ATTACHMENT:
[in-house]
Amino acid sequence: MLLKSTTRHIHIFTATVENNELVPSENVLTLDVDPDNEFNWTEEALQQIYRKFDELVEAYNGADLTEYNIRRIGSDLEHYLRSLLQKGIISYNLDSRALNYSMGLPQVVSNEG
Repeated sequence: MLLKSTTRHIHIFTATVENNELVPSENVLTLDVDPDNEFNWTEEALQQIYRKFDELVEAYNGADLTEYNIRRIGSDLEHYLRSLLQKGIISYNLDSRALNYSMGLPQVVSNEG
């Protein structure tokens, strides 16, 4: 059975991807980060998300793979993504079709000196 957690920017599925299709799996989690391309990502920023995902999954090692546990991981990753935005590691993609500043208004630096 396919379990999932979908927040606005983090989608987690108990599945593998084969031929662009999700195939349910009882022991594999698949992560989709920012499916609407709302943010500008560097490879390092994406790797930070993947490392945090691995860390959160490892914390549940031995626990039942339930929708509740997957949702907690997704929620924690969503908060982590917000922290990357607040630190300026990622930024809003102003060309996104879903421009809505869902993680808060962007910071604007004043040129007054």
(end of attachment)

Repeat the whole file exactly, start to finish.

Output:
[in-house]
Amino acid sequence: MLLKSTTRHIHIFTATVENNELVPSENVLTLDVDPDNEFNWTEEALQQIYRKFDELVEAYNGADLTEYNIRRIGSDLEHYLRSLLQKGIISYNLDSRALNYSMGLPQVVSNEG
Repeated sequence: MLLKSTTRHIHIFTATVENNELVPSENVLTLDVDPDNEFNWTEEALQQIYRKFDELVEAYNGADLTEYNIRRIGSDLEHYLRSLLQKGIISYNLDSRALNYSMGLPQVVSNEG
């Protein structure tokens, strides 16, 4: 059975991807980060998300793979993504079709000196 957690920017599925299709799996989690391309990502920023995902999954090692546990991981990753935005590691993609500043208004630096 396919379990999932979908927040606005983090989608987690108990599945593998084969031929662009999700195939349910009882022991594999698949992560989709920012499916609407709302943010500008560097490879390092994406790797930070993947490392945090691995860390959160490892914390549940031995626990039942339930929708509740997957949702907690997704929620924690969503908060982590917000922290990357607040630190300026990622930024809003102003060309996104879903421009809505869902993680808060962007910071604007004043040129007054």